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Image caption President Duda did not win enough votes to avoid a run-off

Poland’s President Andrzej Duda has topped the first round of voting but must still go into a run-off vote in the presidential election.

The conservative Mr Duda will face the liberal mayor of Warsaw, Rafal Trzaskowski, in the second-round vote in two weeks’ time.

With more than 99% of results in, Mr Duda took just under 44% of the vote and Mr Trzaskowski just over 30%.

Turnout was high despite coronavirus and social-distancing restrictions.

President Duda is an ally of the governing nationalist Law and Justice (PiS) party and if he loses, the opposition could push through major changes in Polish politics.

The president has the power to veto legislation, so Mr Duda’s re-election would be of benefit to PiS, of which he used to be a member.

He came under fire during the election, including for a speech in whichhe said LGBT rights were an “ideology”more destructive than communism.

After the results came through on Monday, the Organization for Security and Co-operation in Europe (OSCE) criticised the conduct of the campaign.

State broadcaster TVP “served as a campaign tool for the incumbent”,its statement read, and some of its reporting was “charged with xenophobic and anti-Semitic undertones”. It failed in its remit to be impartial, depicting Mr Trzaskowski as “a threat to Polish values and national interests”.

Mr Trzaskowski has pledged to heal rifts with the European Union. Mr Duda’s allies have frequently clashed with the bloc over controversial reforms to the judiciary and media.

The liberal politician rose fast in the polls after joining the race in May. Previously a member of Donald Tusk’s liberal Civic Platform government, he won the capital’s race for mayor in 2018 promising “Warsaw for All”.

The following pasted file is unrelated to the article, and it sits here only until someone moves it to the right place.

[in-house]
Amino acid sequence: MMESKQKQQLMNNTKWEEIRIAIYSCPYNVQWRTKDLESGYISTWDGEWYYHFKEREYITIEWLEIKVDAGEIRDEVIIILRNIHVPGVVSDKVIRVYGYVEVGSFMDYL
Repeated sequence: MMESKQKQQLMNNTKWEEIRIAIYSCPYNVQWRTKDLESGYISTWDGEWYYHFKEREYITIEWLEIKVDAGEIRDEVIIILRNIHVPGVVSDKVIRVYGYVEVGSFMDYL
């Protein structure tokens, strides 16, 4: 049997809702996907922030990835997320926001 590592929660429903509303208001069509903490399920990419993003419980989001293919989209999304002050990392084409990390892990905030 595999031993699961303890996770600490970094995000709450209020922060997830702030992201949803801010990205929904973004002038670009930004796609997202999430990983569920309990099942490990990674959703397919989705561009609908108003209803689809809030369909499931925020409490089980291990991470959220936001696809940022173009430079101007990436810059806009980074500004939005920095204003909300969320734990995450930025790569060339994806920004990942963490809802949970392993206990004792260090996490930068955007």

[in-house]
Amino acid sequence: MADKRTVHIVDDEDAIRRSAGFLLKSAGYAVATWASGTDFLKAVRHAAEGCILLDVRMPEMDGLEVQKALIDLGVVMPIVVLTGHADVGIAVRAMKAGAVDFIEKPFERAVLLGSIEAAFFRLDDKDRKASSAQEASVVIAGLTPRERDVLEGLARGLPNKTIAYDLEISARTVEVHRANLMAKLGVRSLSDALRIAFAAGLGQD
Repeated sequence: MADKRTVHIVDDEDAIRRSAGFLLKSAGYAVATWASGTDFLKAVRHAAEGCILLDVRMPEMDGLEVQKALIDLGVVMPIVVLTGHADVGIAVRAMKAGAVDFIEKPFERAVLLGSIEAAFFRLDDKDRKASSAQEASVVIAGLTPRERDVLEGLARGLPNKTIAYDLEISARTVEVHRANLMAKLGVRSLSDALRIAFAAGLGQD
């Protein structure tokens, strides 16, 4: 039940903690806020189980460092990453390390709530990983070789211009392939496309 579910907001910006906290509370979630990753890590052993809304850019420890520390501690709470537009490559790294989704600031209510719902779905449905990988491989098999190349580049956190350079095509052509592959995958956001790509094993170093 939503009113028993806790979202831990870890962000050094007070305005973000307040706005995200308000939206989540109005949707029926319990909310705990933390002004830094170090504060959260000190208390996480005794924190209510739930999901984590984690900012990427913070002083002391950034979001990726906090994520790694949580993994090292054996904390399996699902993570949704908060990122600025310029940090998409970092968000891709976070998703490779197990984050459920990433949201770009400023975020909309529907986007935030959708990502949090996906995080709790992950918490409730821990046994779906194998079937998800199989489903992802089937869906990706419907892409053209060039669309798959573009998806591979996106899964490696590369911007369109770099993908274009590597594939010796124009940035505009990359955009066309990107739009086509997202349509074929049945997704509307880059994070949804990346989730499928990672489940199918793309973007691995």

Image copyright Reuters

Image caption Rafal Trzaskowski is set to face Mr Duda in the second round

“This is a decisive time. A lot will really depend on this decision,” said Poland’s anti-communist hero, Lech Walesa, as he voted in the northern port of Gdansk.

Last week, Mr Duda travelled to Washington and received a ringing endorsement from President Donald Trump.

“He’s doing a terrific job,” said President Trump, in what was widely seen as a domestic boost for Mr Duda. “The people of Poland think the world of him.”

Poland’s election had been due to take place in May, when Mr Duda was higher in the polls and stood a better chance of winning in the first round.

Although the epidemic had not yet peaked, the government was desperate for the May vote to go ahead. It eventually backed down when a junior coalition partner joined the opposition in saying PiS were putting politics before public health.

A fascinating run-off ahead

By BBC Monitoring

Polish media say the outcome of the first round of the presidential poll augurs a vitally significant run-off vote on 12 July.

Centre-left daily Gazeta Wyborcza say Poles will make a “civilisational choice” next month between a “democratic and an authoritarian Poland”.

Polityka weekly says Andrzej Duda’s performance augurs well for the incumbent president: “There has never been a time when a candidate with such an advantage in the first round went on to lose in the second.”

But Gazeta Wyborcza reports that public broadcaster TVP’s “propaganda machine suffered a spectacular defeat. It did not drag down Trzaskowski’s ratings despite its hate campaign, and even shaped his image as Duda’s most dangerous rival.”

Commentators say a fortnight of intense campaigning lies ahead. According to conservative daily Rzeczpospolita, Mr Duda’s problem “is that his traditional PiS support must have been mobilised almost to the limit”.

“The president will face a difficult choice: to continue to beat the drums of war to mobilise his army, or perhaps to try and build bridges… One thing is certain: on 12 July we will have a fascinating election night.”

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